Juniper Networks is adding key wireless capabilities to its networking lineup by acquiring Trapeze Networks.
Juniper, a growing rival to Cisco Systems in the expanding networking space, announced Nov. 16 that it is buying Trapeze for $152 million from its parent company, Belden. The deal is expected to close before the end of the year.
Juniper officials said the addition of Trapeze’s wireless LAN technology will be a key additon to their portfolio and help drive the company’s push into the enterprise space. Trapeze’s WLAN offerings will complement Juniper’s routing, campus and branch switching, and security businesses, enabling Juniper to meet the demand for anywhere, anytime connectivity.
“One of the key challenges facing enterprises today is how to improve their users’ experience and increase their productivity, regardless of location or device,” David Yen, executive vice president and general manager of Juniper’s fabric and switching technologies business, said in a blog post. “At the same time, enterprises are seeking to simplify their networks and reduce TCO while ensuring end-to-end security. Our goal is to enable our customers to provide seamless, high-quality secure connectivity to key network services, regardless of where, when or how they access their networks. By making WLAN infrastructure a key part of our portfolio, we plan to accelerate Juniper’s growth in the enterprise market and deliver on a complete vision for the new network.”
Through the acquisition, Juniper will gain Trapeze’s Smart Mobile WLAN architecture, which Juniper officials said offers enterprises greater flexbility in their networking infrastructures in both centralized and distributed environments. Businesses can adopt 802.11n networks, scale their WLANs in the enterprise both indoors and out, and offer high-quality voice services to hundreds of users.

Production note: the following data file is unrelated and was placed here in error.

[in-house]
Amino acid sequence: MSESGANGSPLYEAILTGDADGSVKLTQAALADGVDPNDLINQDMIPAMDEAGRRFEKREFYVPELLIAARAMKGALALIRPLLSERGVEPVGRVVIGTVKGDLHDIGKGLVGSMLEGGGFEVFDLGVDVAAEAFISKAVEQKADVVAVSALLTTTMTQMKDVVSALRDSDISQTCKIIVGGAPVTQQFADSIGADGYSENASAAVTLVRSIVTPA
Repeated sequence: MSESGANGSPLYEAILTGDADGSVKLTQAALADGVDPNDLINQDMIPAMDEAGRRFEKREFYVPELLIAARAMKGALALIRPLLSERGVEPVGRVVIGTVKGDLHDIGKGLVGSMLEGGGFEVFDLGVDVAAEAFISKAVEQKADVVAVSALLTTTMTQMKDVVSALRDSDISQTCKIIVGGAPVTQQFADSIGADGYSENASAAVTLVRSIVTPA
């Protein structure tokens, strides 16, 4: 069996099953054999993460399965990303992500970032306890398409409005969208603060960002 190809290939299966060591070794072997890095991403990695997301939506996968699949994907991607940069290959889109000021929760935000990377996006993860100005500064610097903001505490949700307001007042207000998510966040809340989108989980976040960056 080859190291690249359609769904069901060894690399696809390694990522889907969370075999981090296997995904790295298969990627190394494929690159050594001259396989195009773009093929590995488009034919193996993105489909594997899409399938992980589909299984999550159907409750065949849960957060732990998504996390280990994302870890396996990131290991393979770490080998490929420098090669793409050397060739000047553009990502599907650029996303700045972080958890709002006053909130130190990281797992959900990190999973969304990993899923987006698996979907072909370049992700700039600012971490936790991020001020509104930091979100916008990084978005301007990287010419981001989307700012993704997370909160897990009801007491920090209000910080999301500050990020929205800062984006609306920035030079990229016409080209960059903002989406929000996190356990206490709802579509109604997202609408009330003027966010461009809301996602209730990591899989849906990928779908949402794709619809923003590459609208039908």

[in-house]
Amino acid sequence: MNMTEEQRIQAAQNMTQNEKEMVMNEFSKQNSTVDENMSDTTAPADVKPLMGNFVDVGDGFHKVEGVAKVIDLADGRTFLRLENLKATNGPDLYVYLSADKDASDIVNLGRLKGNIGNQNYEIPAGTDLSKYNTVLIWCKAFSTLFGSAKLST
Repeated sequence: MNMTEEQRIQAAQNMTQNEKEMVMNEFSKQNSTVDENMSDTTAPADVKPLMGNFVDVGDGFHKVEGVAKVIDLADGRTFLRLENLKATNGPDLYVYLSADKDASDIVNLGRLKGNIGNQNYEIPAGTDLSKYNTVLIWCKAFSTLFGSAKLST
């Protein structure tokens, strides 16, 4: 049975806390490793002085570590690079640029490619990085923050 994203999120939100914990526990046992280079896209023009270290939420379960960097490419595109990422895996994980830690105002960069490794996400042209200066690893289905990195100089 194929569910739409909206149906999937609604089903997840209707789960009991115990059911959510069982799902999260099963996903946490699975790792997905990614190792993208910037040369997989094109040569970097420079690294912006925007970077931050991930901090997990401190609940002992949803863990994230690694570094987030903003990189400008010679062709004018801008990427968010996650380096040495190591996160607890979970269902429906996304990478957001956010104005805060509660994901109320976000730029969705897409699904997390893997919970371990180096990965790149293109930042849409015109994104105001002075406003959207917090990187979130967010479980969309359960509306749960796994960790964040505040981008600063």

Among the products Juniper will acquire are Trapeze’s Mobility System software, Mobility Exchange controllers, Mobility Point access points, SmartPass access control solution, RingMaster wireless management suite, and a host of antennas, accessories, and location-based software and appliances.
The Trapeze technology will dovetail well with Juniper’s efforts to simplify the network for enterprises, Yen said in his blog post. Juniper last year unveiled a strategy to flatten the data center network in an effort to streamline the infrastructure and enable enterprises to provide better service to their employees, drive down costs and improve productivity. Key parts of the effort include the Junos Pulse mobile security offerings, announced in February and bulked up in October, and Junos Space, a development and deployment platform the company first rolled out in October 2009.
“Combined with Juniper’s Junos Pulse to help provide a seamless and secure user experience and Junos Space to simplify and automate the tasks of operating the network, the result will be a better delivered user experience at a lower cost,” Yen wrote. “We believe that Juniper’s strong history of technology execution combined with Trapeze’s accomplished team ideally positions us to deliver end-to-end high-performance networking for the world’s most demanding networks.”
Juniper’s acquisition comes at a time when networking vendors are aggressively building out their offerings as more enterprises move toward a converged data center infrastructure, which rely heavily on a strong networking backbone. Mobility will be a key part of the picture, as businesses are looking to enable their increasingly mobile workforce the capabilities to easily and securely access their networks from anywhere and through multiple devices. For example, Cisco has put its efforts under the “Borderless Networks” initiative.
Extreme Networks also is making similar inroads, and Hewlett-Packard has rapidly expanded its reach through the acquisition earlier this year of 3Com.
Market research firm Dell’Oro Group is predicting that the enterprise WLAN technology market will hit $2.2 billion this year and grow to $3.4 billion by 2014.